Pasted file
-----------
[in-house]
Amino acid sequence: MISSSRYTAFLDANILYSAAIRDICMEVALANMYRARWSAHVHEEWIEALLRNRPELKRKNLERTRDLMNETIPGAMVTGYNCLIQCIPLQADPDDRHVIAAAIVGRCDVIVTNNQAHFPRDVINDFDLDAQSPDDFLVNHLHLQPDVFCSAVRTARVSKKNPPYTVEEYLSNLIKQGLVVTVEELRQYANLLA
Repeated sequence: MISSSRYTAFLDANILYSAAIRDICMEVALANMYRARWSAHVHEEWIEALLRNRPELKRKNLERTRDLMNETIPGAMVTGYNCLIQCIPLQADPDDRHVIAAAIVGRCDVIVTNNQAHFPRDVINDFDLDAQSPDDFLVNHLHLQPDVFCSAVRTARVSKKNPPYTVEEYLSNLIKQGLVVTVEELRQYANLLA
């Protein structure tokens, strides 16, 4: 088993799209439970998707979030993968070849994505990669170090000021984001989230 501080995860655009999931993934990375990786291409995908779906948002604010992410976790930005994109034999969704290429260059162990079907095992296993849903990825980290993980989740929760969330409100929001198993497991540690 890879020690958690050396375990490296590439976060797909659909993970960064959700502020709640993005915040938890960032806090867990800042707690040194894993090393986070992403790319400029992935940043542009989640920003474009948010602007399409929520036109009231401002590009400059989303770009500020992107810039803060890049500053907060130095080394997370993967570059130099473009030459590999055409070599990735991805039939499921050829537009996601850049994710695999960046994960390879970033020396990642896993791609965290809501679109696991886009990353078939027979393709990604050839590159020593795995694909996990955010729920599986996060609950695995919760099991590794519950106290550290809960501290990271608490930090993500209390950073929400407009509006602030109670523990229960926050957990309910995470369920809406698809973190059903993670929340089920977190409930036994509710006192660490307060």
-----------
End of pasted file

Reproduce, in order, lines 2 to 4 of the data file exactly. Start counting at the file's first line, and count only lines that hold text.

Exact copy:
Amino acid sequence: MISSSRYTAFLDANILYSAAIRDICMEVALANMYRARWSAHVHEEWIEALLRNRPELKRKNLERTRDLMNETIPGAMVTGYNCLIQCIPLQADPDDRHVIAAAIVGRCDVIVTNNQAHFPRDVINDFDLDAQSPDDFLVNHLHLQPDVFCSAVRTARVSKKNPPYTVEEYLSNLIKQGLVVTVEELRQYANLLA
Repeated sequence: MISSSRYTAFLDANILYSAAIRDICMEVALANMYRARWSAHVHEEWIEALLRNRPELKRKNLERTRDLMNETIPGAMVTGYNCLIQCIPLQADPDDRHVIAAAIVGRCDVIVTNNQAHFPRDVINDFDLDAQSPDDFLVNHLHLQPDVFCSAVRTARVSKKNPPYTVEEYLSNLIKQGLVVTVEELRQYANLLA
């Protein structure tokens, strides 16, 4: 088993799209439970998707979030993968070849994505990669170090000021984001989230 501080995860655009999931993934990375990786291409995908779906948002604010992410976790930005994109034999969704290429260059162990079907095992296993849903990825980290993980989740929760969330409100929001198993497991540690 890879020690958690050396375990490296590439976060797909659909993970960064959700502020709640993005915040938890960032806090867990800042707690040194894993090393986070992403790319400029992935940043542009989640920003474009948010602007399409929520036109009231401002590009400059989303770009500020992107810039803060890049500053907060130095080394997370993967570059130099473009030459590999055409070599990735991805039939499921050829537009996601850049994710695999960046994960390879970033020396990642896993791609965290809501679109696991886009990353078939027979393709990604050839590159020593795995694909996990955010729920599986996060609950695995919760099991590794519950106290550290809960501290990271608490930090993500209390950073929400407009509006602030109670523990229960926050957990309910995470369920809406698809973190059903993670929340089920977190409930036994509710006192660490307060």